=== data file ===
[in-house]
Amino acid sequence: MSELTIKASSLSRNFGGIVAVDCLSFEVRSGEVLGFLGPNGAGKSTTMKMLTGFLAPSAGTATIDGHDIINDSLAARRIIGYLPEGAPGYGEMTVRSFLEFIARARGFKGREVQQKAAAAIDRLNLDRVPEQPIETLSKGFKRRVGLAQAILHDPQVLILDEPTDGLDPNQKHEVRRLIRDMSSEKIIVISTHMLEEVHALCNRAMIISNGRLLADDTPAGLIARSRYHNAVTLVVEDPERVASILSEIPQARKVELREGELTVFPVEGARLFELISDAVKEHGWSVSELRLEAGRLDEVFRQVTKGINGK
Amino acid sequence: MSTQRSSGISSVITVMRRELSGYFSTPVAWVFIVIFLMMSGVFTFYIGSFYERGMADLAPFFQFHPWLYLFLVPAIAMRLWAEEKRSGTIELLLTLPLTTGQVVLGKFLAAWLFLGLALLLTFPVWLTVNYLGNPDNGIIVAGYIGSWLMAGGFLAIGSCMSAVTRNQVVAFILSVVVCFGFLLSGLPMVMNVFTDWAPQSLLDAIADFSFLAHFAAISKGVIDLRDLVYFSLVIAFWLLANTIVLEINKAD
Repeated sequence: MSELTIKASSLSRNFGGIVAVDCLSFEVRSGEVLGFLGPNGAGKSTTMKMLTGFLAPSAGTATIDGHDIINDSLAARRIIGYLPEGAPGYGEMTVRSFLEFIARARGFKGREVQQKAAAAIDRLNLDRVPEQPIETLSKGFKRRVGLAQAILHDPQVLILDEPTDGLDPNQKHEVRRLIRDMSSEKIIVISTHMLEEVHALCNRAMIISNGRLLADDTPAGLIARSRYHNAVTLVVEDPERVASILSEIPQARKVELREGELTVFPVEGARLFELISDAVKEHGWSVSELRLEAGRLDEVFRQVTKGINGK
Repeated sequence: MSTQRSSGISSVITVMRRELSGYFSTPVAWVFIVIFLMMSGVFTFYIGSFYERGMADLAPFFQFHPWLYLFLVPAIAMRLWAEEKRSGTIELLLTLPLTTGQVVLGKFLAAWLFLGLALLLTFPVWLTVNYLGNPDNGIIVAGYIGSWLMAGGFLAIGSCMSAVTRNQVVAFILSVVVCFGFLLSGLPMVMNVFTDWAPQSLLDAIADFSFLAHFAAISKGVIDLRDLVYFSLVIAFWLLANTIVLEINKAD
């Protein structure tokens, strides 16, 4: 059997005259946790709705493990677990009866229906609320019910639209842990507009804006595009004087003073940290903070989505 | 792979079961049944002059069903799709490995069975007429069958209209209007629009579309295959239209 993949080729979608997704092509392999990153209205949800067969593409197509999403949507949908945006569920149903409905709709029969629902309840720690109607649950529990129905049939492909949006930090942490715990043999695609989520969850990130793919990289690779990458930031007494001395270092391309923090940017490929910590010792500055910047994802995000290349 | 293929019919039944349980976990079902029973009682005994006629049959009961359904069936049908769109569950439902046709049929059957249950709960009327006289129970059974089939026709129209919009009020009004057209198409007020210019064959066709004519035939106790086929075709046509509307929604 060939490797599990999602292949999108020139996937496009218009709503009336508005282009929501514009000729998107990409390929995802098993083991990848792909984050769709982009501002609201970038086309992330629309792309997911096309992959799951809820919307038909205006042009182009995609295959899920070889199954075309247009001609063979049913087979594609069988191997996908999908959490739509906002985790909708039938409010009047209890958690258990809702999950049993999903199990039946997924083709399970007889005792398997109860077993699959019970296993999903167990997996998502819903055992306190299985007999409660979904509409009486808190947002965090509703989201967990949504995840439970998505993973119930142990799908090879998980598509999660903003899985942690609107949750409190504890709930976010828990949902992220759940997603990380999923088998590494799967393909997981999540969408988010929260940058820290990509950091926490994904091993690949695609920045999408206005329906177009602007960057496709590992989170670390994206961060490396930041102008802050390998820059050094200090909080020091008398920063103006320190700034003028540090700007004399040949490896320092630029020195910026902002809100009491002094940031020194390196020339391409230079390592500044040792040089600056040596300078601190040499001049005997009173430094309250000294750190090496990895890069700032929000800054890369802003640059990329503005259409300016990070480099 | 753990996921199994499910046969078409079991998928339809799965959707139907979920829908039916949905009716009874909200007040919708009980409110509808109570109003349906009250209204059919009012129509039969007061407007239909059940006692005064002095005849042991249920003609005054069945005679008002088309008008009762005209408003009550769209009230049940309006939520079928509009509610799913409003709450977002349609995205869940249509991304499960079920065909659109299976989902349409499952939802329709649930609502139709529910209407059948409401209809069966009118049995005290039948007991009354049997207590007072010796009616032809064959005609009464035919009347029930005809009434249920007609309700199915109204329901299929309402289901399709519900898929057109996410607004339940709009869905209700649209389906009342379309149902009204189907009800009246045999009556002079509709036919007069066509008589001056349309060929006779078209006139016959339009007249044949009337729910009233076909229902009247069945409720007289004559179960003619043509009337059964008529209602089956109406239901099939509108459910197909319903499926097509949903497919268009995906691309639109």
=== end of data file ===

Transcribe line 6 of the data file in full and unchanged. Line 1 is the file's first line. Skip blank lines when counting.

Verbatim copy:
């Protein structure tokens, strides 16, 4: 059997005259946790709705493990677990009866229906609320019910639209842990507009804006595009004087003073940290903070989505 | 792979079961049944002059069903799709490995069975007429069958209209209007629009579309295959239209 993949080729979608997704092509392999990153209205949800067969593409197509999403949507949908945006569920149903409905709709029969629902309840720690109607649950529990129905049939492909949006930090942490715990043999695609989520969850990130793919990289690779990458930031007494001395270092391309923090940017490929910590010792500055910047994802995000290349 | 293929019919039944349980976990079902029973009682005994006629049959009961359904069936049908769109569950439902046709049929059957249950709960009327006289129970059974089939026709129209919009009020009004057209198409007020210019064959066709004519035939106790086929075709046509509307929604 060939490797599990999602292949999108020139996937496009218009709503009336508005282009929501514009000729998107990409390929995802098993083991990848792909984050769709982009501002609201970038086309992330629309792309997911096309992959799951809820919307038909205006042009182009995609295959899920070889199954075309247009001609063979049913087979594609069988191997996908999908959490739509906002985790909708039938409010009047209890958690258990809702999950049993999903199990039946997924083709399970007889005792398997109860077993699959019970296993999903167990997996998502819903055992306190299985007999409660979904509409009486808190947002965090509703989201967990949504995840439970998505993973119930142990799908090879998980598509999660903003899985942690609107949750409190504890709930976010828990949902992220759940997603990380999923088998590494799967393909997981999540969408988010929260940058820290990509950091926490994904091993690949695609920045999408206005329906177009602007960057496709590992989170670390994206961060490396930041102008802050390998820059050094200090909080020091008398920063103006320190700034003028540090700007004399040949490896320092630029020195910026902002809100009491002094940031020194390196020339391409230079390592500044040792040089600056040596300078601190040499001049005997009173430094309250000294750190090496990895890069700032929000800054890369802003640059990329503005259409300016990070480099 | 753990996921199994499910046969078409079991998928339809799965959707139907979920829908039916949905009716009874909200007040919708009980409110509808109570109003349906009250209204059919009012129509039969007061407007239909059940006692005064002095005849042991249920003609005054069945005679008002088309008008009762005209408003009550769209009230049940309006939520079928509009509610799913409003709450977002349609995205869940249509991304499960079920065909659109299976989902349409499952939802329709649930609502139709529910209407059948409401209809069966009118049995005290039948007991009354049997207590007072010796009616032809064959005609009464035919009347029930005809009434249920007609309700199915109204329901299929309402289901399709519900898929057109996410607004339940709009869905209700649209389906009342379309149902009204189907009800009246045999009556002079509709036919007069066509008589001056349309060929006779078209006139016959339009007249044949009337729910009233076909229902009247069945409720007289004559179960003619043509009337059964008529209602089956109406239901099939509108459910197909319903499926097509949903497919268009995906691309639109």